LAS VEGAS (KLAS) — Lake Mead is now expected to drop an extra 7.7 feet (approx.) because of a new action already underway by the Bureau of Reclamation (BOR) to shore-up Lake Powell.

The move by the BOR is to save Lake Powell’s water level from dropping below an elevation of 3,490 feet, the lowest elevation that Glen Canyon Dam can still release water through its eight penstocks and generate hydropower.

Lake Mead July 6, 2000 (Left) – July 3, 2022 (Right)

The BOR, which controls water flow in the Colorado River Basin, said is already holding back more water in Lake Powell, an action that will continue through April 2023.

By the numbers, the BOR will hold back an extra 523,000 acre-feet of water over five months. This action is expected to “boost Lake Powell’s elevation by nearly 10 feet,” according to the BOR.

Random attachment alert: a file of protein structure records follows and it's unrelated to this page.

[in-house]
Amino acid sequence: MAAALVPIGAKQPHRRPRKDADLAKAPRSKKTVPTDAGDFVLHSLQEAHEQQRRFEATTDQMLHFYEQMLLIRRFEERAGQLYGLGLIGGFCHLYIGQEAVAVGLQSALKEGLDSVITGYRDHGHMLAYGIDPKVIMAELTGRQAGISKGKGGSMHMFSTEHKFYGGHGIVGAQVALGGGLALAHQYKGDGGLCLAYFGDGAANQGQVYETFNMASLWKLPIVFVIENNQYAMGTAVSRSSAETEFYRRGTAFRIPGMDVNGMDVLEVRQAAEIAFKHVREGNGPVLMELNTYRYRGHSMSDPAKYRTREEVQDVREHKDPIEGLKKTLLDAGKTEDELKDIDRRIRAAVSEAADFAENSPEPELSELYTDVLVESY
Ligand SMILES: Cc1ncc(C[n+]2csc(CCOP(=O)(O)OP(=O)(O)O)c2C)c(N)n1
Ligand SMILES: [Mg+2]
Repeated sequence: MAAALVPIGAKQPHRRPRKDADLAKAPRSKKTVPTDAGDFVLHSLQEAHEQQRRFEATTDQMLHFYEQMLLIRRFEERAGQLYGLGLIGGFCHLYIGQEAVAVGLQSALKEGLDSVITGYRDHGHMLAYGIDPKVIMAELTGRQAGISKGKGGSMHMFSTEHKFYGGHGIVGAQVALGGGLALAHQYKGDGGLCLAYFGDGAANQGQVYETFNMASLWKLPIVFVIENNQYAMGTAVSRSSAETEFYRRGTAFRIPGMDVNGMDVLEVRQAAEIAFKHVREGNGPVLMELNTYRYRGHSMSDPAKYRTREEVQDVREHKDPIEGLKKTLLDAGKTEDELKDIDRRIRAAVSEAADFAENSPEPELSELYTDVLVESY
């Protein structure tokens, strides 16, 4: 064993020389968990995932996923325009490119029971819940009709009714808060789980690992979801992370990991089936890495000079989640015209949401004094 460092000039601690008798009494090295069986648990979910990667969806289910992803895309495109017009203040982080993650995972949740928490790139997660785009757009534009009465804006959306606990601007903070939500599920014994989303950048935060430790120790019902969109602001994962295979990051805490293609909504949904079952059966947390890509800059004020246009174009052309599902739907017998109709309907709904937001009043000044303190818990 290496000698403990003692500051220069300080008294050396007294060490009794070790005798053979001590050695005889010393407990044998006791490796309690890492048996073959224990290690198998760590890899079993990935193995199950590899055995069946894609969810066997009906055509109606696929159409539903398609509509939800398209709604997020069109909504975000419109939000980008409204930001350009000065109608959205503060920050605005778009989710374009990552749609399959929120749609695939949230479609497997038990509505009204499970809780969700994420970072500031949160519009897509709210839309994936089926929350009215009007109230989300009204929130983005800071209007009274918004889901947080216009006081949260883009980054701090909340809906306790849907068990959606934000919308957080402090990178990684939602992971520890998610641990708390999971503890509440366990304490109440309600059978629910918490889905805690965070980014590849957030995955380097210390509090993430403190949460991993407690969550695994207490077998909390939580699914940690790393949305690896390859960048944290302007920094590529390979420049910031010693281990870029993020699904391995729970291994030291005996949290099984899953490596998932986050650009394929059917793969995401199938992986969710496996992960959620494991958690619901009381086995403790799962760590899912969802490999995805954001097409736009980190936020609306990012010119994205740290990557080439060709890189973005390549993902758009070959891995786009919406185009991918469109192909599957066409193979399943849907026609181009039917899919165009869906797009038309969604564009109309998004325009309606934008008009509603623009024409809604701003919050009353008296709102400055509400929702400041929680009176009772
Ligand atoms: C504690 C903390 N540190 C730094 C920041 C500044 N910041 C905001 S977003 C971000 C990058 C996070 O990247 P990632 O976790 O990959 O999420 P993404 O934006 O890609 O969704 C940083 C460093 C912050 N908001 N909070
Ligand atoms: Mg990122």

Right now Lake Mead’s water level is about 2 feet higher than at the end of July 2022. At that time Lake Mead held approximately 10 million acre-feet of water or about 3.3 billion gallons. At that time BOR public affairs officer Michelle Helms told 8 News Now that “an increase of one vertical foot at Lake Mead is equivalent to (approximately) 68,000 acre-feet [of water].”

According to the BOR news release published on Dec. 2, Lake Mead’s December water level is said to be 1,045.83 feet. However, Lake Mead’s water level on the same day, Dec. 2, is 1,042.94 feet above sea level, a difference of almost 3 feet.

In the previous BOR prediction published on Nov. 15, Lake Mead was to be at 1,046.49 feet in December, a difference of more than 3 1/2 feet from the actual current water level.

DateDec. 2
Lake Mead Elevation Prediction (ft)
Nov. 15
Lake Mead Elevation Prediction (ft)
Dec. 20221,045.831,046.49
Jan. 20231,045.431,048.26
Feb. 20231,045.401,049.62
Mar. 20231,040.731,046.82
Apr. 20231,033.741,040.94
Data: U.S. Bureau of Reclamation

The BOR also monitors the snowpack on the western slope of the Colorado Rockies – the main source of water for Lake Mead and Lake Powell. Currently, the snowpack is at 101% compared to the average normal snowpack over the previous 30 years, which include the current 23-year mega-drought.